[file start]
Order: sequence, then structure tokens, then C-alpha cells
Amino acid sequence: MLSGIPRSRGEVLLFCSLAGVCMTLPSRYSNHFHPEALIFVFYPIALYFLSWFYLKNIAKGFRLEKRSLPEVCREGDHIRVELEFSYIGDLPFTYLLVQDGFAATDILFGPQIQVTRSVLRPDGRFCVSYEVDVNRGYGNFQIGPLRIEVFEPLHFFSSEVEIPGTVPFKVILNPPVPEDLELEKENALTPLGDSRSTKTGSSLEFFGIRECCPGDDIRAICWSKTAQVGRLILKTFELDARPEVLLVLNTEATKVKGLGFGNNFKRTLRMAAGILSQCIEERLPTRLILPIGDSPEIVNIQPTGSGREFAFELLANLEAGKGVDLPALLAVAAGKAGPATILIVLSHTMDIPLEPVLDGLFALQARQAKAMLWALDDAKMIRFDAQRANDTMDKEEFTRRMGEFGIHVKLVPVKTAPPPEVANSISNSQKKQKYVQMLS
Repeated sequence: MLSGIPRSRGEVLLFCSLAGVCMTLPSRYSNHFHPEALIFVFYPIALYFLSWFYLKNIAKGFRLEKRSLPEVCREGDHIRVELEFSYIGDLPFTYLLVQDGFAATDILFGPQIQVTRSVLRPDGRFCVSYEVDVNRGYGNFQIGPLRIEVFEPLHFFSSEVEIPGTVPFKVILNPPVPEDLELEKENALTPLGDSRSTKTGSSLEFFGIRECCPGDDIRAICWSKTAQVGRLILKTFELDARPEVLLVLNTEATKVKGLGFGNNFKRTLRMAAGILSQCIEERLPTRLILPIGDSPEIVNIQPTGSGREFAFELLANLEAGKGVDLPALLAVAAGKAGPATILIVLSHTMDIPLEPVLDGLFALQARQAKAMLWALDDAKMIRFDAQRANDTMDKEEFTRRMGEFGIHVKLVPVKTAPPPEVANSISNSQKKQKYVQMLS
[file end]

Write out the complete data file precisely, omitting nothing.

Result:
Order: sequence, then structure tokens, then C-alpha cells
Amino acid sequence: MLSGIPRSRGEVLLFCSLAGVCMTLPSRYSNHFHPEALIFVFYPIALYFLSWFYLKNIAKGFRLEKRSLPEVCREGDHIRVELEFSYIGDLPFTYLLVQDGFAATDILFGPQIQVTRSVLRPDGRFCVSYEVDVNRGYGNFQIGPLRIEVFEPLHFFSSEVEIPGTVPFKVILNPPVPEDLELEKENALTPLGDSRSTKTGSSLEFFGIRECCPGDDIRAICWSKTAQVGRLILKTFELDARPEVLLVLNTEATKVKGLGFGNNFKRTLRMAAGILSQCIEERLPTRLILPIGDSPEIVNIQPTGSGREFAFELLANLEAGKGVDLPALLAVAAGKAGPATILIVLSHTMDIPLEPVLDGLFALQARQAKAMLWALDDAKMIRFDAQRANDTMDKEEFTRRMGEFGIHVKLVPVKTAPPPEVANSISNSQKKQKYVQMLS
Repeated sequence: MLSGIPRSRGEVLLFCSLAGVCMTLPSRYSNHFHPEALIFVFYPIALYFLSWFYLKNIAKGFRLEKRSLPEVCREGDHIRVELEFSYIGDLPFTYLLVQDGFAATDILFGPQIQVTRSVLRPDGRFCVSYEVDVNRGYGNFQIGPLRIEVFEPLHFFSSEVEIPGTVPFKVILNPPVPEDLELEKENALTPLGDSRSTKTGSSLEFFGIRECCPGDDIRAICWSKTAQVGRLILKTFELDARPEVLLVLNTEATKVKGLGFGNNFKRTLRMAAGILSQCIEERLPTRLILPIGDSPEIVNIQPTGSGREFAFELLANLEAGKGVDLPALLAVAAGKAGPATILIVLSHTMDIPLEPVLDGLFALQARQAKAMLWALDDAKMIRFDAQRANDTMDKEEFTRRMGEFGIHVKLVPVKTAPPPEVANSISNSQKKQKYVQMLS